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An artist who enjoys the creative process, from start to finish

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Torin Andersen

We know that artists express themselves in a finished work of art. But Tim Stone takes that a step further and finds meaning in the process he uses to produce a painting. For this month’s ArtWorks, Torin Andersen visited Stone at his studio in Henrion Hall at Wichita State University.

Stone explains: "I'm very inspired by process and very interested in like how something is made. So I encounter something at the end and dissect it to the beginning."

Tim Stone paints dreamscapes based on experiences he’s trying to digest. But first, he needs to make the canvas for his paintings.

"You gotta create kind of a sharp beveled edge. So I turn the saw to 20 degrees."

Stone measures and cuts wood to prepare for stretching canvas over.

"I have to set the saw at the 45 degree angle."

"Well, I'm putting together the strainer for the inevitable painting. So it's kind of the skeletal structure of the painting. So I lay out my corner clamps, hopefully on a flat surface. And the first step is to kind of put it together with wood glue. Then put the screws into it."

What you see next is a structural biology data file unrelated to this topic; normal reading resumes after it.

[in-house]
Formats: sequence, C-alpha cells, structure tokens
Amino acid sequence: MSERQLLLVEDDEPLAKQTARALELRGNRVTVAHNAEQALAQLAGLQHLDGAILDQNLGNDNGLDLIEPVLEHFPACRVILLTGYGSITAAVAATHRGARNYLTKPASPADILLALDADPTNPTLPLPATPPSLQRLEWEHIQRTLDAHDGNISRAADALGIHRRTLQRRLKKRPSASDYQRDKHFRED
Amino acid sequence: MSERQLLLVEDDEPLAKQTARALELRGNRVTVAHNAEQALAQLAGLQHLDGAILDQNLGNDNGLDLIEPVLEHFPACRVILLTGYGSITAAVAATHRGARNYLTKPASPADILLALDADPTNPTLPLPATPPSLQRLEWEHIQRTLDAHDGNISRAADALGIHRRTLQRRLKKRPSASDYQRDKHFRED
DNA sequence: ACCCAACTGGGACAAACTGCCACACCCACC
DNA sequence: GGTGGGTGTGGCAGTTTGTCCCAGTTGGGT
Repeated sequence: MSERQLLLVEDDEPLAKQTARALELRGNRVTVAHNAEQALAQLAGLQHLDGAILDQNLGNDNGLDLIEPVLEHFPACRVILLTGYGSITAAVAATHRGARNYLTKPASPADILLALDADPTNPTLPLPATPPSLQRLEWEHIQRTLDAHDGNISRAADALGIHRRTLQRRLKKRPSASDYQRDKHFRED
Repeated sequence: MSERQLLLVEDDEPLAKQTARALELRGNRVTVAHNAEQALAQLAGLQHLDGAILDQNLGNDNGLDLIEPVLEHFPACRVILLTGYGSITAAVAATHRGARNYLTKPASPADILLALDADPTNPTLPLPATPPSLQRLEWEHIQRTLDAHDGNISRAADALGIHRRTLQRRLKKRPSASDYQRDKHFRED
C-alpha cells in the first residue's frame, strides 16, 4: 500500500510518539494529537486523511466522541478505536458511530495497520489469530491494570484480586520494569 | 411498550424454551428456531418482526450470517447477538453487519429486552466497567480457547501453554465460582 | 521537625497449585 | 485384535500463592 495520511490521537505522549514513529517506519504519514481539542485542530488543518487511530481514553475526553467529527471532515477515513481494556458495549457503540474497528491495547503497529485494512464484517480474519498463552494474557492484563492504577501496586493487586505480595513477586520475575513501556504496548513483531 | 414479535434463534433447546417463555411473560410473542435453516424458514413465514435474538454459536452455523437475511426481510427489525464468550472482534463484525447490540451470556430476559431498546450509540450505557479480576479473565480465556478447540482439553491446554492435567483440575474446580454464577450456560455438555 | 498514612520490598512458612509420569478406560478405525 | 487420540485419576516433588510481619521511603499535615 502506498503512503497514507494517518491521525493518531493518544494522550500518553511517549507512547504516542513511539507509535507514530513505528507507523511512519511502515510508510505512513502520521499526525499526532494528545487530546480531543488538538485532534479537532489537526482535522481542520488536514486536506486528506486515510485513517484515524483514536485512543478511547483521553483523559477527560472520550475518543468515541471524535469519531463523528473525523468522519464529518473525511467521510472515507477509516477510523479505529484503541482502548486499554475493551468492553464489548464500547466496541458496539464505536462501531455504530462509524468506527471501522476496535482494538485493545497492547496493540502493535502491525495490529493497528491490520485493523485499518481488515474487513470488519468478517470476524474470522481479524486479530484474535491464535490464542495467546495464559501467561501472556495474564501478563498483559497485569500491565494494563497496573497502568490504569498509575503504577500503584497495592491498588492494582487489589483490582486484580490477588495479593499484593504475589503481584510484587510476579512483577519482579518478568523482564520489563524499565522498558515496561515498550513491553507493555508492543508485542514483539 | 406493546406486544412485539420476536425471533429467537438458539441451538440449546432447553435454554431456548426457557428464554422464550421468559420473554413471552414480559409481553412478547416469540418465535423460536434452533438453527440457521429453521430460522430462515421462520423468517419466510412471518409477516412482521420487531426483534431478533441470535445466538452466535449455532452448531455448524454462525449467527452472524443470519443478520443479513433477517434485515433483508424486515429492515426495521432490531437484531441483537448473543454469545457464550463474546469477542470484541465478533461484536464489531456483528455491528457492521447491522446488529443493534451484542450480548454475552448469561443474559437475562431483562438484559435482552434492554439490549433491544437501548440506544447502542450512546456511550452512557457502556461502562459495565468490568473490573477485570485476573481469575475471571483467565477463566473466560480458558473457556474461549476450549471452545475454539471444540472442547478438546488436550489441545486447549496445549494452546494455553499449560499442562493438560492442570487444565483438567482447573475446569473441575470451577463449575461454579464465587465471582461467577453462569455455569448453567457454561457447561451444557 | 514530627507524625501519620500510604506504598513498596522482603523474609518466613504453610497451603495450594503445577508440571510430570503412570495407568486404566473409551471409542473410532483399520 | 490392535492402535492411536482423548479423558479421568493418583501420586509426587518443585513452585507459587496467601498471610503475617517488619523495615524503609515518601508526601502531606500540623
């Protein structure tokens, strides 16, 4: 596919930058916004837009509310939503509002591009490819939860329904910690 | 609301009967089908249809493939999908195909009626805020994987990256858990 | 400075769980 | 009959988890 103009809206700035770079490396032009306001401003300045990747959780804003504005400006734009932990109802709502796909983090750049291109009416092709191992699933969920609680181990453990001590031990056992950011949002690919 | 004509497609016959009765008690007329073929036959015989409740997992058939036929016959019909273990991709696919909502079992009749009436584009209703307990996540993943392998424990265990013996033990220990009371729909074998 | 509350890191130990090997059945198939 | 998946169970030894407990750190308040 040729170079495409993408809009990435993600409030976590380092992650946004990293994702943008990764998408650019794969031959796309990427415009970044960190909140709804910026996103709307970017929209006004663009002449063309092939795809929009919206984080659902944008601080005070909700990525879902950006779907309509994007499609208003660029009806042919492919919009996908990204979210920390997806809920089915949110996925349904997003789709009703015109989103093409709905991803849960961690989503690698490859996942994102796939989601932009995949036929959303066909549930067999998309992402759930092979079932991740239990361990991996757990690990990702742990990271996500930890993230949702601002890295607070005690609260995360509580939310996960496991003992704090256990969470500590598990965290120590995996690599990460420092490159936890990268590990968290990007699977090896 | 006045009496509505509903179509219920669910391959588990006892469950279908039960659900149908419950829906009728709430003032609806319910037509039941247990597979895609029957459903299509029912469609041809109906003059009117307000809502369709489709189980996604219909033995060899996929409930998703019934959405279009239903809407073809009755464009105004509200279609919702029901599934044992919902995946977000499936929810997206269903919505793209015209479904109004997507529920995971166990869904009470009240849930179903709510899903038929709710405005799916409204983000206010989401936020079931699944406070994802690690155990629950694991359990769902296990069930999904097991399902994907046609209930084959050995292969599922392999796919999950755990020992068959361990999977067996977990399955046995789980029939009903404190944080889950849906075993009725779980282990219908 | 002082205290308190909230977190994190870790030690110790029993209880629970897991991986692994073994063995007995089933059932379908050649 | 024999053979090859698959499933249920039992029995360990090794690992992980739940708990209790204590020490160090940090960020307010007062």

Once the strainer is fastened, the canvas needs to be prepped.

"You need to rip the canvas to size and instead of trying to cut it, you just kind of hold it down."

Torin Andersen

Stone then fastens the canvas down with staples.

"Try to pull it tight."

Stone says, when making art, process can convey philosophy.

"The reason I don't paint the sides is because a painting is kind of about the illusion for me, right? It's about this experience created from a physical material, but now you're experiencing something else with it. If you paint the sides, you're putting a lot of attention to the fact that like you've created an object. And my work's not about the creation of objects, right?"

After the gesso has dried on the canvas Stone is ready to apply the paint.

"Any of the oil based media can't be used before the water or plastic type based medias. So I'll often start with acrylic and lately I've been using quite a bit of spray media."

Sometimes Stone uses a large palette knife sometimes for bigger paintings.

"This is just like, kind of, smoothing out big fields of paint and of color. Sometimes you need like bigger tools to create bigger scales."

"It's a constant evolution based on like the ideas I want to present and the feelings I'm having. You know, thinking about this holistic experience for someone coming to that show and what are they going to experience and does it connect with what you are experiencing creating the work? Right. It's my way to like understand the world around me."

He has more than 20 years of experience shaping and documenting the arts in Wichita.